The way in which identity is understood in contemporary society is the result of the application of a double perspective composed of figures which do not simply add up but instead present us with a set of tensions: a reflection on the crisis in the forms of media discourse as the principal locus of present-day identity, and the urgent need to construct experiential discourses that can suture the deficit of legitimation in the anonymous discourses which address us […]. Narratives of identity come up against the fact that they are constructions in which there is not merely some mechanical actuation of codes but also a production of meaning. This is why there can be no question of extolling situations of marginality or exoticism as reservoirs of such narratives, but rather of analysing the extent to which the very brokenness of classic models of identity itself generates new narratives, in which modes of integration and rebellion are negotiated.
(Marinas 1995: 75–78)
The return of identity and the exhaustion of storytelling
Breaking with the sterile cycle that leads from the affirmation of identity as an immutable essence to its negation in the supposed inevitability of homogenization, contemporary thought proposes identity as a construction which emerges through narration. This new way of thinking about identity aims to account both for the changes which traverse mono-identities and the emergence of multiculturalities which exceed ethnic, racial and national categories.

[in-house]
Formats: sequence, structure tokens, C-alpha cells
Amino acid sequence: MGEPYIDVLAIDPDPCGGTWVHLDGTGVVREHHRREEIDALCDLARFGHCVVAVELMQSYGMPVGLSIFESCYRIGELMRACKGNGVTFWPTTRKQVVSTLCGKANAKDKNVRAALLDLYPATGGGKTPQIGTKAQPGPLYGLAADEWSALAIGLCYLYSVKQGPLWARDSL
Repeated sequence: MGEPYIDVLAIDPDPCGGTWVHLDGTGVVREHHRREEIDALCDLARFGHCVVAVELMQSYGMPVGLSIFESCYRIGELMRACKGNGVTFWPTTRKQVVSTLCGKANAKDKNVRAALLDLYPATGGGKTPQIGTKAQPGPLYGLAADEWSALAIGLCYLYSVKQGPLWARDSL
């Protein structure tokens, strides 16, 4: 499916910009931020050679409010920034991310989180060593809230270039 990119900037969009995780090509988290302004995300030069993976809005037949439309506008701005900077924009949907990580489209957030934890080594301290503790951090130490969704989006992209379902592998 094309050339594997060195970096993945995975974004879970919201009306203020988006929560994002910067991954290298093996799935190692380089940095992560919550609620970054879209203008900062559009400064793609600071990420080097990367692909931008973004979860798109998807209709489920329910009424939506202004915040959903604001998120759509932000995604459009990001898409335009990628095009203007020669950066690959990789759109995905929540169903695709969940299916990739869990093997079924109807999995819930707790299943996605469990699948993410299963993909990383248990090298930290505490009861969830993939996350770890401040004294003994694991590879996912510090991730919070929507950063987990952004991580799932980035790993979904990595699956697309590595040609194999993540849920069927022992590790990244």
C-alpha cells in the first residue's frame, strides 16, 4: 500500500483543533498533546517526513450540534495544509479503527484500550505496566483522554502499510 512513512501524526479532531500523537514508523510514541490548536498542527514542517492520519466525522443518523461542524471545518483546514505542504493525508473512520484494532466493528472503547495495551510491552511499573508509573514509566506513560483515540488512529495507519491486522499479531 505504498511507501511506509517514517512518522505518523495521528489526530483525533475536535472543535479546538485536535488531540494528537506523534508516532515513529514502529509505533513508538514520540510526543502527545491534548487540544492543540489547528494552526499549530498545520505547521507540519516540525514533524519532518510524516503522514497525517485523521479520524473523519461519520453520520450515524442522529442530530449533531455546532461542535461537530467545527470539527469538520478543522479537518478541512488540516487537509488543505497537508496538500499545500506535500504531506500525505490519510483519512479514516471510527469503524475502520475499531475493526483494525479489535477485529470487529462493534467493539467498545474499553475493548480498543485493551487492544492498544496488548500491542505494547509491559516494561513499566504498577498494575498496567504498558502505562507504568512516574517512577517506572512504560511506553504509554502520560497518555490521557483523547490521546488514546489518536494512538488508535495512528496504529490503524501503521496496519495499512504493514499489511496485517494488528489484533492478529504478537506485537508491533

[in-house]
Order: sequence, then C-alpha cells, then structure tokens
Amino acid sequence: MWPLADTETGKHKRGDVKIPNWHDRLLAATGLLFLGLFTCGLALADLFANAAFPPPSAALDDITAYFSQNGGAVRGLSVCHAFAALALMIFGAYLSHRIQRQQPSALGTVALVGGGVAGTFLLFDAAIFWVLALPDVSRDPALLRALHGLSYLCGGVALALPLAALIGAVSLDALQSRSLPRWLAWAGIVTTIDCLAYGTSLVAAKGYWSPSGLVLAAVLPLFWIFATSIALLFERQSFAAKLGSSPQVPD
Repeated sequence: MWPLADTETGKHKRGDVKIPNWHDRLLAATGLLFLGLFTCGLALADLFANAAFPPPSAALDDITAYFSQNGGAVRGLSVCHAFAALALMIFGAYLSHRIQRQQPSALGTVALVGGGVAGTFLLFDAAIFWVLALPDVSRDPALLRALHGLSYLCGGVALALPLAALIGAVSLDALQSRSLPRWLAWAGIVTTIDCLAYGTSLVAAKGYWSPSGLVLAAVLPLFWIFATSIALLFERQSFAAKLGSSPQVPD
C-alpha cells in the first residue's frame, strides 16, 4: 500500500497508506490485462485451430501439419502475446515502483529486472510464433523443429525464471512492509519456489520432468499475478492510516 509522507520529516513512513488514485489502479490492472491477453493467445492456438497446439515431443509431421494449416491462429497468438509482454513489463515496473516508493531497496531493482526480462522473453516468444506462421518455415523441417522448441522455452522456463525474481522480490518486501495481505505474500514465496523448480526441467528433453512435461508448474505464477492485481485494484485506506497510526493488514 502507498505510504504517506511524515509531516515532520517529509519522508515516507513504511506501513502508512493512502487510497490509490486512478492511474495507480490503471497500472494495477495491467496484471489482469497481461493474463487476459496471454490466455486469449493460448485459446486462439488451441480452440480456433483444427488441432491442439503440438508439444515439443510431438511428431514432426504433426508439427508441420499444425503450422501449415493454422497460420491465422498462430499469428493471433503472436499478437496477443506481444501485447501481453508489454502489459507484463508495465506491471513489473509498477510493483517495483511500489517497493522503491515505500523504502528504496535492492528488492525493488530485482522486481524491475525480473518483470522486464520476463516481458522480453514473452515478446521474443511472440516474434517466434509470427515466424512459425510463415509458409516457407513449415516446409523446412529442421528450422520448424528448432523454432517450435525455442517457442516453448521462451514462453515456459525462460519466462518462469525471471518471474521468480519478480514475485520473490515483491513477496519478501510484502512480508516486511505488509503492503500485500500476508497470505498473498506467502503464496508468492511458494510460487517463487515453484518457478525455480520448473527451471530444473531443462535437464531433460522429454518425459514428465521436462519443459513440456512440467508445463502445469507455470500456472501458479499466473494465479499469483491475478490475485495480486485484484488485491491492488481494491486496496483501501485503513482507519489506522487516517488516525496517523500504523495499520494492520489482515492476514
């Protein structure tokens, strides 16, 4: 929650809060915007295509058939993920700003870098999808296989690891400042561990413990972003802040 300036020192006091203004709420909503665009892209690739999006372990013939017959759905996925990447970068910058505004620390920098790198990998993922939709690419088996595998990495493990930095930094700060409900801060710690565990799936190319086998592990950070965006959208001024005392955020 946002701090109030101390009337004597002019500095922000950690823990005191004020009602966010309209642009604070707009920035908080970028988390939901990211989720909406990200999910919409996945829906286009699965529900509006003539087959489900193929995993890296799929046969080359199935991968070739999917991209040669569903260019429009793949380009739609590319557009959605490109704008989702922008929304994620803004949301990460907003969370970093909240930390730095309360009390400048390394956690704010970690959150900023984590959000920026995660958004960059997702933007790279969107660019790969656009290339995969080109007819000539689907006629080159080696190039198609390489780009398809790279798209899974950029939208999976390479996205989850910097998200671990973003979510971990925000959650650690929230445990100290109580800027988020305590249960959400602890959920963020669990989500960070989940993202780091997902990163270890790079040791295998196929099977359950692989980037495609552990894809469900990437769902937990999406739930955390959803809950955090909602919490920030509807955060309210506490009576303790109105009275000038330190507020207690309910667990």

In this chapter I address the meaning and representativity of the term ‘Cuban popular culture’ through two rather different test-cases, the first of which is the film Aventuras de Juan Quinquín (1967) by the Cuban film director Julio García-Espinosa (b. 1926), and the second the religious social phenomenon of santería. In each case I ask the question of the extent to which the energy of popular culture is co-opted into a new (revolutionary) value-system or whether, ultimately, it escapes that hermeneutic net. It is legitimate to argue that García-Espinosa's films as much as santería as we nowadays understand the phenomenon came into being as a result of the Cuban Revolution. The experience of a revolution in Cuba in 1959 was as decisive for its generation as the French Revolution had been for European intellectuals in the 1790s. As Hobsbawm puts it: ‘It was now known that social revolution was possible; that nationals existed as something independent of states, peoples as something independent of their rulers, and even that the poor existed as something independent of the ruling classes’ (1962: 91). Hobsbawm's last point about the ‘poor’ existing ‘as something independent of the ruling classes’ is particularly relevant to the Cuban context. Hugh Thomas provides a sense of Fidel Castro's particular personal impact among the popular sectors of Cuban society soon after the Revolution:
A month after Batista's flight, Castro had established a personal hold over the Cuban masses such as no Latin American leader had ever had. […] Castro appeared so often on the television screen (the State Department was already beginning to curse the salesmen of those 400,000 sets) that he resembled less a De Gaulle or a Kennedy (others who used television to effect) than a kind of permanent confessor or a resident revolutionary medicine man. (1971: 1193)